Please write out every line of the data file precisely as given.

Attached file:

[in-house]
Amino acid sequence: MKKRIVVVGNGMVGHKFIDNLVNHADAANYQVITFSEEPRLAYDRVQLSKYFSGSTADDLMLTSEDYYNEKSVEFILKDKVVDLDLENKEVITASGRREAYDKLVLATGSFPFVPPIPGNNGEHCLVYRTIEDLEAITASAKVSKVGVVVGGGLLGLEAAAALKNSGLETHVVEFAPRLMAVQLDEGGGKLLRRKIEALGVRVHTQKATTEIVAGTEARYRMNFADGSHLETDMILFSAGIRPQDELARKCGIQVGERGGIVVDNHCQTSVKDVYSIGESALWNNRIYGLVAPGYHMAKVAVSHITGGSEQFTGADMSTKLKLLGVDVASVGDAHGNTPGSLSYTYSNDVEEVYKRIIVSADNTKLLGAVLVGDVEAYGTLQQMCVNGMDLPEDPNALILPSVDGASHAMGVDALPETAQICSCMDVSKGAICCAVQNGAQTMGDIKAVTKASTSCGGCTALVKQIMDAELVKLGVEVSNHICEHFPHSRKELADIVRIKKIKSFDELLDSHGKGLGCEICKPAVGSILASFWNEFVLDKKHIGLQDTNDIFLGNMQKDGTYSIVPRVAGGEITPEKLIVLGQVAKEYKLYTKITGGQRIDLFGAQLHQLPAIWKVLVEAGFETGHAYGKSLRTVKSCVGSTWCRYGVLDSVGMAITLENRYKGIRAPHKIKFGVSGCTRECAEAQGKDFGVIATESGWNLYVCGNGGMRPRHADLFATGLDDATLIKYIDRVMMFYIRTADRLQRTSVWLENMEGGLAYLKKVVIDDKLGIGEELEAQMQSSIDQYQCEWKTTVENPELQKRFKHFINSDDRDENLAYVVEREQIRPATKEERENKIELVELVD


[in-house]
Amino acid sequence: MKKRIVVVGNGMVGHKFIDNLVNHADAANYQVITFSEEPRLAYDRVQLSKYFSGSTADDLMLTSEDYYNEKSVEFILKDKVVDLDLENKEVITASGRREAYDKLVLATGSFPFVPPIPGNNGEHCLVYRTIEDLEAITASAKVSKVGVVVGGGLLGLEAAAALKNSGLETHVVEFAPRLMAVQLDEGGGKLLRRKIEALGVRVHTQKATTEIVAGTEARYRMNFADGSHLETDMILFSAGIRPQDELARKCGIQVGERGGIVVDNHCQTSVKDVYSIGESALWNNRIYGLVAPGYHMAKVAVSHITGGSEQFTGADMSTKLKLLGVDVASVGDAHGNTPGSLSYTYSNDVEEVYKRIIVSADNTKLLGAVLVGDVEAYGTLQQMCVNGMDLPEDPNALILPSVDGASHAMGVDALPETAQICSCMDVSKGAICCAVQNGAQTMGDIKAVTKASTSCGGCTALVKQIMDAELVKLGVEVSNHICEHFPHSRKELADIVRIKKIKSFDELLDSHGKGLGCEICKPAVGSILASFWNEFVLDKKHIGLQDTNDIFLGNMQKDGTYSIVPRVAGGEITPEKLIVLGQVAKEYKLYTKITGGQRIDLFGAQLHQLPAIWKVLVEAGFETGHAYGKSLRTVKSCVGSTWCRYGVLDSVGMAITLENRYKGIRAPHKIKFGVSGCTRECAEAQGKDFGVIATESGWNLYVCGNGGMRPRHADLFATGLDDATLIKYIDRVMMFYIRTADRLQRTSVWLENMEGGLAYLKKVVIDDKLGIGEELEAQMQSSIDQYQCEWKTTVENPELQKRFKHFINSDDRDENLAYVVEREQIRPATKEERENKIELVELVD